Tuesday, October 25, 2016
Gateway to Sikhism

Q20. Can we prove the existence of God?

The existence of God cannot be proved in a scientific way by means of observation, experiment or other verification. This type of proof is possible only in the field of physical phenomena.

There are two types of evidence, direct and indirect. Indirect proof is based on probabilities and circumstances. Criminals may be convicted on the basis of circumstantial evidence. Only the existence of God can be accepted on this basis or circumstantial evidence coupled with the testimony of saints and prophets.

God cannot be known through the five senses. Just as there is the electro-magnetic wave which cannot be seen, heard, tasted or touched yet it carries sound through the ether, in the same way, God's existence is inferred, though it cannot be demonstrated. You may as well ask the scientist to show you electric energy or magnetism.

Moreover, the personal testimony of saints who have realized God is acceptable as is the large percentage of our knowledge which comes to us second-hand. There is little that we know through the direct experience.
The existence of the universe and the design or pattern behind it make people feel that it could not "just have happened", that there is a Great Designer. Just as a big mansion cannot be built without a master-builder or architect, in the same way, the universe must have been created by a Master-Designer who we designate as God.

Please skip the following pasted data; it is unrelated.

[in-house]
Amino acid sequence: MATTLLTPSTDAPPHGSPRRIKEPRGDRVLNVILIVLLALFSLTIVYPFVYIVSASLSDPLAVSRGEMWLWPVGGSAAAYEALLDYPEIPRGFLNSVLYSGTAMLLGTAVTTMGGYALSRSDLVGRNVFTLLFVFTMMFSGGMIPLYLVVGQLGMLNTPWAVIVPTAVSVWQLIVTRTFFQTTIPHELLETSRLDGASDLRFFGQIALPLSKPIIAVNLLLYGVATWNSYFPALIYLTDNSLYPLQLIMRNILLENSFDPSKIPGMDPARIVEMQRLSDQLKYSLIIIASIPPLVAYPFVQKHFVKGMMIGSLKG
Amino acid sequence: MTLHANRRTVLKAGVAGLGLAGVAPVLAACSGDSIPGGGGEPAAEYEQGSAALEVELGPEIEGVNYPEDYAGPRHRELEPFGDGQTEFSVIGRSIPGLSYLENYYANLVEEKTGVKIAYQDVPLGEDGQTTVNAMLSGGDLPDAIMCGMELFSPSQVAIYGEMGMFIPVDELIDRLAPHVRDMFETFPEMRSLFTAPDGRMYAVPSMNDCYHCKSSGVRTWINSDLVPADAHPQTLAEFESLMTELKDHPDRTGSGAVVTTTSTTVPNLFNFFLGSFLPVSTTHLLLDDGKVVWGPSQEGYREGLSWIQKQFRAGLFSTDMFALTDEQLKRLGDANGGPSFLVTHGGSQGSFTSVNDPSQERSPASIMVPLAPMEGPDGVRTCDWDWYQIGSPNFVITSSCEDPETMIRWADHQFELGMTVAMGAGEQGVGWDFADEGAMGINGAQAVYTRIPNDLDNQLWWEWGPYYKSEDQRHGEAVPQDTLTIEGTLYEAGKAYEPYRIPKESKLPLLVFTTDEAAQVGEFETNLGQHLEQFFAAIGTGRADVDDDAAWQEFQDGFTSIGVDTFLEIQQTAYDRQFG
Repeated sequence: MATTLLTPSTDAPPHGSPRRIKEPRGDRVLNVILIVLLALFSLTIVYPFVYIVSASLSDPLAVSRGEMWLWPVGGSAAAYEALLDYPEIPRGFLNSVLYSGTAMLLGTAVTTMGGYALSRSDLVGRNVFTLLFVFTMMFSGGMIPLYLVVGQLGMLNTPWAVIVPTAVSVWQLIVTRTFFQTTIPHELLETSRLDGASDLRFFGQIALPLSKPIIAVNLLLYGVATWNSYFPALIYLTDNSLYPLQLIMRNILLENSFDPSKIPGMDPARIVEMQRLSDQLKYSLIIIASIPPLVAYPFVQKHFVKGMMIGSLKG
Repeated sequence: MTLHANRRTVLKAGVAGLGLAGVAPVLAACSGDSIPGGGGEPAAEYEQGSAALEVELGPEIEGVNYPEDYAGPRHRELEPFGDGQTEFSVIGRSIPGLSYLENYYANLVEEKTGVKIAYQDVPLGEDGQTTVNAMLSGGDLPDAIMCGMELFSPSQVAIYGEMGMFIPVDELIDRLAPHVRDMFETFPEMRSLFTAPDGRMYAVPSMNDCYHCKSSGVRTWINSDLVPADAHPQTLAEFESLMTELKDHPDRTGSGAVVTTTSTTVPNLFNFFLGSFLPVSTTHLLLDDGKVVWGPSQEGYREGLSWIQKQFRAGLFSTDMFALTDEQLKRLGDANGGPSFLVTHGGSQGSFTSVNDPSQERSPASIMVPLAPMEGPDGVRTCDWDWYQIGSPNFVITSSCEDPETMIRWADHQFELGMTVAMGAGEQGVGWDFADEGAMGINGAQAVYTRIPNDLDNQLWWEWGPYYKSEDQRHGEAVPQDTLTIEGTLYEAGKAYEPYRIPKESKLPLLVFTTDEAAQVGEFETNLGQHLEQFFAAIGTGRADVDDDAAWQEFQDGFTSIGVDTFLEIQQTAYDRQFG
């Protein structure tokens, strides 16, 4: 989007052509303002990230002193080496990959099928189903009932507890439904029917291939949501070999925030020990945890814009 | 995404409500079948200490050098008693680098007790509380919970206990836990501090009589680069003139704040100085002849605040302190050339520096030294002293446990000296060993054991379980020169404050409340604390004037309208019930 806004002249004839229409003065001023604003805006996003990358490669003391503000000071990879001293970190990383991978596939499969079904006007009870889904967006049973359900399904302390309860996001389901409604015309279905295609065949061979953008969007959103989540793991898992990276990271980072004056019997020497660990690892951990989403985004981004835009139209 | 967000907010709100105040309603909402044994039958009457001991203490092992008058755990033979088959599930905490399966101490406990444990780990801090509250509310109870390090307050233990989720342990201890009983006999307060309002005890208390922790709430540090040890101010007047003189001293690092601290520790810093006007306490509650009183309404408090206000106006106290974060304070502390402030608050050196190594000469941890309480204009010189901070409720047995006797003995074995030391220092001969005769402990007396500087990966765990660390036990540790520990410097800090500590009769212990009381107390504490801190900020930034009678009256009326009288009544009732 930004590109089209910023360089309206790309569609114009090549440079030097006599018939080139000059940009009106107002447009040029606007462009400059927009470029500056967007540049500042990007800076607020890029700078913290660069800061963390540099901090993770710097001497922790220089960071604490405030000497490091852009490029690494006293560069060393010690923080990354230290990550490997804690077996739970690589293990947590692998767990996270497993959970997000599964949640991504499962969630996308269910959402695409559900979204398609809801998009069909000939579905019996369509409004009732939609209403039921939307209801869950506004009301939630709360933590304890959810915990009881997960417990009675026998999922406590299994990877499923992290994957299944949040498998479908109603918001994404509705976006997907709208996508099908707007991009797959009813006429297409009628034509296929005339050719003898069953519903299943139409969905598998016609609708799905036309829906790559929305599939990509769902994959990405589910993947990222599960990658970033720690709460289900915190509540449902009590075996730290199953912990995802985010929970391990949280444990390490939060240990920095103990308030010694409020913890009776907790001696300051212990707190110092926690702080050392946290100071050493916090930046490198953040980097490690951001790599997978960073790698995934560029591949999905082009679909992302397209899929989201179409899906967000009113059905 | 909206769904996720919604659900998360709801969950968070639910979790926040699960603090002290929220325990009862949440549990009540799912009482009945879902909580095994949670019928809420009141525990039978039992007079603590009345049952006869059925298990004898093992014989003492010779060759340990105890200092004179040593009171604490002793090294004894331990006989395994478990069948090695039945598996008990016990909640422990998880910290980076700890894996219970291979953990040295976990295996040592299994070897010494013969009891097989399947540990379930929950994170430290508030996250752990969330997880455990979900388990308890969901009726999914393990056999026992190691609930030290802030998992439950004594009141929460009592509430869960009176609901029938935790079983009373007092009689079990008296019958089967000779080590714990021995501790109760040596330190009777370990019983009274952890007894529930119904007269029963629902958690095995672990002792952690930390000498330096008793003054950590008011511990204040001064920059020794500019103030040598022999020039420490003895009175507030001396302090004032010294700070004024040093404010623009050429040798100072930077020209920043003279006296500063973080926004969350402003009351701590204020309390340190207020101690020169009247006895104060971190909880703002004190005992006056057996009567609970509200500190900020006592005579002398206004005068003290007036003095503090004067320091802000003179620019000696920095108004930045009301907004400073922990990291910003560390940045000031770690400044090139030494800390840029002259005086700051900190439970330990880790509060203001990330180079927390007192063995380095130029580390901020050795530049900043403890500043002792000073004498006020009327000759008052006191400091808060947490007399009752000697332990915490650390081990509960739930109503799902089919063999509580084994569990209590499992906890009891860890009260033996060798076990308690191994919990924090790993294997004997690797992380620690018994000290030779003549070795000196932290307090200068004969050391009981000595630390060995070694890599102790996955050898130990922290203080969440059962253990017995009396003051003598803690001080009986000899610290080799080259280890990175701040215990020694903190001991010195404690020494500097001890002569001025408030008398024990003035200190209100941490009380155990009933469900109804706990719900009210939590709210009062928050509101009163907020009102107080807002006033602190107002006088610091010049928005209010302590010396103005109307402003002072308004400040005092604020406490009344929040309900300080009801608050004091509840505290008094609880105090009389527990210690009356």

Our awareness of a moral sense within the individual is also a reflection of some moral order in the universe. We know that truth is better than a lie, love better than hate. Where did these beliefs come from? They are an indication of the Creator who requires respect for these values in life. The Sikh Gurus never felt the need to prove the existence of God. They regarded Him as everpresent, not in theory but in fact. Guru Nanak thought Him visible and manifest.

Modern scientists and thinkers have come to realize the existence of "A Power" or "the moving hand", which designs and controls the phenomena of nature. The pattern of the universe and the regularity of the laws behind its working confirm the belief that there is a "Lord of the universe".


Worldgurudwaras.com will strive to be most comprehensive directory of Historical Gurudwaras and Non Historical Gurudwaras around the world.

The etymology of the term 'gurdwara' is from the words 'Gur (ਗੁਰ)' (a reference to the Sikh Gurus) and 'Dwara (ਦੁਆਰਾ)' (gateway in Gurmukhi), together meaning 'the gateway through which the Guru could be reached'. Thereafter, all Sikh places of worship came to be known as gurdwaras.
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